Baker's Evangelical Dictionary of Biblical Theology
Aaron had the distinctive privilege of being Moses' close associate and also the one selected as the first high priest of God's people. He and the firstborn son of each generation of his lineage were dedicated in a special anointing ceremony to officiate before God and on behalf of God's people as high priests.
Aaron, the first priest of ancient Israel, was the older brother of Moses. His parents Amram and Jochebed were Kohathites of the tribe of Levi. Two aspects of Aaron's earlier years provided a matrix out of which he responded to God's call to help Moses when he returned to Egypt. First, Aaron was committed to the God of the "fathers"—Abraham, Isaac, and Jacob (Exodus 3:1-6 ). Second, he understood that God had made a covenant with Abraham that included him and the people of Israel.
Pre-Sinai . Aaron agreed to help his brother Moses in the cause of seeking the release of his people from bondage. He and Moses were Yahweh's human instruments, carrying out Yahweh's mighty, unprecedented salvation-acts.
First, he accepted God's call to be Moses' mouthpiece before Pharaoh (Exodus 4:10-17 ; 5:1-13 ; 6:10-13 ; 6:28-7:7 ), a risky assignment. Both he and Moses were to be Yahweh's messengers in a hostile, polytheistic setting.
Second, as Moses' prophet (Exodus 7:1 ) he was an important proclaimer of God's word to Pharaoh and the other Egyptians. He fulfilled his priestly role by serving as mediator and intercessor on behalf of the people of Israel.
Third, like Moses he was moved by the Spirit of God and was used to effect miracles a number of times on the way to Sinai.
At Sinai . God graciously granted both Moses and Aaron new revelation during Israel's encampment at Sinai.
First, they were granted an unparalleled privilege. Moses and Aaron were allowed to enter into God's holy presence on Sinai (Exodus 19:24 ; 24:9-10 ).
Second, Aaron and Moses were leader-participants in the covenant Yahweh made between himself and the people of Israel.
Third, Yahweh delivered specific instructions to Aaron and Moses at Sinai about how they were to lead Israel to become his holy nation and kingdom of priests.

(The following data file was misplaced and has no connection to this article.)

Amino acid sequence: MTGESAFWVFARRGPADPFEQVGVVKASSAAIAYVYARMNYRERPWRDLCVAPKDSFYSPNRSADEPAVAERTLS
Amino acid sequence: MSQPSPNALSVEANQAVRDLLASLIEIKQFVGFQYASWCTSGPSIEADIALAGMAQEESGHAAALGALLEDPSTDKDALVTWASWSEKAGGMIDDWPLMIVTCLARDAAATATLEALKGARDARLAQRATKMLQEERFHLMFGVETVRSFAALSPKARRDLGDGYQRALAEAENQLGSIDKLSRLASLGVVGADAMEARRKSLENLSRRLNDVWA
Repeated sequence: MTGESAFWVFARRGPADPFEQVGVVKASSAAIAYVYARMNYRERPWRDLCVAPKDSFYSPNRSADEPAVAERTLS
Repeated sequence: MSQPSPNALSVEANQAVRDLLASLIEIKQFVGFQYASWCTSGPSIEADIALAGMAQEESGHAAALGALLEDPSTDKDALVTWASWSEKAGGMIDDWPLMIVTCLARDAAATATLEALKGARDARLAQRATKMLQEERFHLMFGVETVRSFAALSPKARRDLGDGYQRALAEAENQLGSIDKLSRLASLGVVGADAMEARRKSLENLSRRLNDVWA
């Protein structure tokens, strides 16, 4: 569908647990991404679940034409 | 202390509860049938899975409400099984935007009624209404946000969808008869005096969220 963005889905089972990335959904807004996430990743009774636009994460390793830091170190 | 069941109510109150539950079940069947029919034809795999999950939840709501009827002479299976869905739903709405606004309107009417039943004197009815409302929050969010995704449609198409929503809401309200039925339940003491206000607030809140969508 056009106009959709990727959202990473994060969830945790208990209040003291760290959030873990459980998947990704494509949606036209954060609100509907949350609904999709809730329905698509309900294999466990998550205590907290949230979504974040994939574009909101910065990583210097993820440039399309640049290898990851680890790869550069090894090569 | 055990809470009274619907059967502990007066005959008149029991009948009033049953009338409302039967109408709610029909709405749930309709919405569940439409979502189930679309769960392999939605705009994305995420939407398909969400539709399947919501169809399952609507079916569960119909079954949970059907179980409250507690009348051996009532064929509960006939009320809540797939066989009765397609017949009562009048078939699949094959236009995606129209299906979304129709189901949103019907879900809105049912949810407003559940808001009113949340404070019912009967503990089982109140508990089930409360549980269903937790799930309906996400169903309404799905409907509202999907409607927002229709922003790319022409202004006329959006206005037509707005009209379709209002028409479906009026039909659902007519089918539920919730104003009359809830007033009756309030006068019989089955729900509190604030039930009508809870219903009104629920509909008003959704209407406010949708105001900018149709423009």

The Break in Loyalty . Aaron was directly responsible for a grave offense against God when Moses was on Mount Sinai receiving the written law of Israel (Exodus 32:1-10 ). He gave in to the demands of the people, collecting the necessary materials and supervising the making of a golden calf. He then told the people, "These are your gods, O Israel, who brought you up out of Egypt." Aaron then set up an altar and proceeded to lead the people in worshiping the calf.
Aaron acted against what he knew God wanted. Perhaps he had not completely detached himself from the Apis-bull worship of Egypt or from some insidious feature of Baal worship present in Egypt. In spite of his sin, Aaron was restored to his position of high priest. This is a most remarkable incident demonstrating the grace and compassion of God.
High Priest of God Most High . Aaron was duly attired and dedicated as God's priest (Leviticus 8-9 ). He ministered before Yahweh, whose presence-cloud dwelt above the mercy seat over the ark of the covenant in the Most Holy Place of the tabernacle (Exodus 40:38 ).
Aaron was chief as he ministered with other priests in presenting offerings and sacrifices to Yahweh for himself and for the people of Israel. He was an intercessor and mediator before Yahweh among his people. His priestly vestments, especially the ephod and breastplate adorned with precious stones inscribed with the names of the tribes, emphasized in a special way this ministry before God on behalf of the people.
Harvey E. Finley
Bibliography . W. F. Albright, History, Archaeology and Christian Humanism ; O. T. Allis, ZPEB, 1:1-4; B. S. Childs, The Book of Exodus ; L. G. Cox, Exodus ; C. F. H. Henry, God Who Speaks and Shows ; J. P. Hyatt, Exodus ; C. F. Keil and F. Delitzsch, The Pentateuch ; D. F. Kinlaw, Leviticus .
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